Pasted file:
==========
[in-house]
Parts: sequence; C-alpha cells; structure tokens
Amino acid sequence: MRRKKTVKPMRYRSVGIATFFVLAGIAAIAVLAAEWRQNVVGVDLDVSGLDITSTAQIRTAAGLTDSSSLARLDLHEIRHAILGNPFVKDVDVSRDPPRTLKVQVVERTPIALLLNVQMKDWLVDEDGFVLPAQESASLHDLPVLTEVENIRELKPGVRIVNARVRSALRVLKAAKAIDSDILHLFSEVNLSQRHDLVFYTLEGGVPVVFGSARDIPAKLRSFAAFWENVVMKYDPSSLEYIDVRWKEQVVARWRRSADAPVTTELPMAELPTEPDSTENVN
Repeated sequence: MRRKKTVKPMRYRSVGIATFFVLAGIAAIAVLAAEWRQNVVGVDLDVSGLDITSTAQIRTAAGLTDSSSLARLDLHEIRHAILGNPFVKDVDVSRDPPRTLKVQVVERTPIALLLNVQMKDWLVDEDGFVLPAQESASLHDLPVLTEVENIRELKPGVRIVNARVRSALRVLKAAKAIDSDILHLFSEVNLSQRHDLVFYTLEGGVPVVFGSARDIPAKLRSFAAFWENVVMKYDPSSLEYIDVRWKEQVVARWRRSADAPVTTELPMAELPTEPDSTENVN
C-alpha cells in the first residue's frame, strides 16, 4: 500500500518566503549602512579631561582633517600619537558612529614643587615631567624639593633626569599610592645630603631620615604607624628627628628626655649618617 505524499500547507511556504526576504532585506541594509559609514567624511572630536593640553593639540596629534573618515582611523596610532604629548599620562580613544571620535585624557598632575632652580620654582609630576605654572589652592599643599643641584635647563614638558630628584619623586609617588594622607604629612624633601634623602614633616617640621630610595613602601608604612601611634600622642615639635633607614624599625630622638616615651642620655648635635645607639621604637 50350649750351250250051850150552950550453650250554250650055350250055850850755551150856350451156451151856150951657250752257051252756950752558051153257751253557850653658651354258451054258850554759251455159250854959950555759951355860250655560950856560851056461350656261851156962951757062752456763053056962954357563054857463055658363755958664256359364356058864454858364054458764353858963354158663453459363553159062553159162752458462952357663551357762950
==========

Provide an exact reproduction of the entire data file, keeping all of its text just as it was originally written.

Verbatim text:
[in-house]
Parts: sequence; C-alpha cells; structure tokens
Amino acid sequence: MRRKKTVKPMRYRSVGIATFFVLAGIAAIAVLAAEWRQNVVGVDLDVSGLDITSTAQIRTAAGLTDSSSLARLDLHEIRHAILGNPFVKDVDVSRDPPRTLKVQVVERTPIALLLNVQMKDWLVDEDGFVLPAQESASLHDLPVLTEVENIRELKPGVRIVNARVRSALRVLKAAKAIDSDILHLFSEVNLSQRHDLVFYTLEGGVPVVFGSARDIPAKLRSFAAFWENVVMKYDPSSLEYIDVRWKEQVVARWRRSADAPVTTELPMAELPTEPDSTENVN
Repeated sequence: MRRKKTVKPMRYRSVGIATFFVLAGIAAIAVLAAEWRQNVVGVDLDVSGLDITSTAQIRTAAGLTDSSSLARLDLHEIRHAILGNPFVKDVDVSRDPPRTLKVQVVERTPIALLLNVQMKDWLVDEDGFVLPAQESASLHDLPVLTEVENIRELKPGVRIVNARVRSALRVLKAAKAIDSDILHLFSEVNLSQRHDLVFYTLEGGVPVVFGSARDIPAKLRSFAAFWENVVMKYDPSSLEYIDVRWKEQVVARWRRSADAPVTTELPMAELPTEPDSTENVN
C-alpha cells in the first residue's frame, strides 16, 4: 500500500518566503549602512579631561582633517600619537558612529614643587615631567624639593633626569599610592645630603631620615604607624628627628628626655649618617 505524499500547507511556504526576504532585506541594509559609514567624511572630536593640553593639540596629534573618515582611523596610532604629548599620562580613544571620535585624557598632575632652580620654582609630576605654572589652592599643599643641584635647563614638558630628584619623586609617588594622607604629612624633601634623602614633616617640621630610595613602601608604612601611634600622642615639635633607614624599625630622638616615651642620655648635635645607639621604637 50350649750351250250051850150552950550453650250554250650055350250055850850755551150856350451156451151856150951657250752257051252756950752558051153257751253557850653658651354258451054258850554759251455159250854959950555759951355860250655560950856560851056461350656261851156962951757062752456763053056962954357563054857463055658363755958664256359364356058864454858364054458764353858963354158663453459363553159062553159162752458462952357663551357762950